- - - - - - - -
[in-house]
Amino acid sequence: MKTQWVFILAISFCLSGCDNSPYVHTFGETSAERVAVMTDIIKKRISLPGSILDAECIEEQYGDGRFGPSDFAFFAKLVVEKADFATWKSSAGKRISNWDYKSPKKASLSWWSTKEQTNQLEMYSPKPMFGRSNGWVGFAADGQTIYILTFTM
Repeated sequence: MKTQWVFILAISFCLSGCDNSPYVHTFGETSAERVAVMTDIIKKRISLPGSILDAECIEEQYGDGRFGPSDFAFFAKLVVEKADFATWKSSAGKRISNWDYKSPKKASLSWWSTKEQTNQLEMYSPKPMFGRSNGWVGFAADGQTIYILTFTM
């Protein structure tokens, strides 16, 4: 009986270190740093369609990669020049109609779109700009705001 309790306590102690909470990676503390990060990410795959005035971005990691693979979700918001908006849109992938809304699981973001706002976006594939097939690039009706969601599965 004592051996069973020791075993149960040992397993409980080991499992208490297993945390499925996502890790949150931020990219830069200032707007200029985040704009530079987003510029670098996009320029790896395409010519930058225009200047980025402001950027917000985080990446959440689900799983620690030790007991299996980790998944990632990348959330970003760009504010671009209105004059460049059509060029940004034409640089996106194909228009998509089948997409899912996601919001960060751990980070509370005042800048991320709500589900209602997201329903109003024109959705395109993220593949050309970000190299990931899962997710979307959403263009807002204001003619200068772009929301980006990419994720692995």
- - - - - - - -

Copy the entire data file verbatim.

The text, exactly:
[in-house]
Amino acid sequence: MKTQWVFILAISFCLSGCDNSPYVHTFGETSAERVAVMTDIIKKRISLPGSILDAECIEEQYGDGRFGPSDFAFFAKLVVEKADFATWKSSAGKRISNWDYKSPKKASLSWWSTKEQTNQLEMYSPKPMFGRSNGWVGFAADGQTIYILTFTM
Repeated sequence: MKTQWVFILAISFCLSGCDNSPYVHTFGETSAERVAVMTDIIKKRISLPGSILDAECIEEQYGDGRFGPSDFAFFAKLVVEKADFATWKSSAGKRISNWDYKSPKKASLSWWSTKEQTNQLEMYSPKPMFGRSNGWVGFAADGQTIYILTFTM
């Protein structure tokens, strides 16, 4: 009986270190740093369609990669020049109609779109700009705001 309790306590102690909470990676503390990060990410795959005035971005990691693979979700918001908006849109992938809304699981973001706002976006594939097939690039009706969601599965 004592051996069973020791075993149960040992397993409980080991499992208490297993945390499925996502890790949150931020990219830069200032707007200029985040704009530079987003510029670098996009320029790896395409010519930058225009200047980025402001950027917000985080990446959440689900799983620690030790007991299996980790998944990632990348959330970003760009504010671009209105004059460049059509060029940004034409640089996106194909228009998509089948997409899912996601919001960060751990980070509370005042800048991320709500589900209602997201329903109003024109959705395109993220593949050309970000190299990931899962997710979307959403263009807002204001003619200068772009929301980006990419994720692995």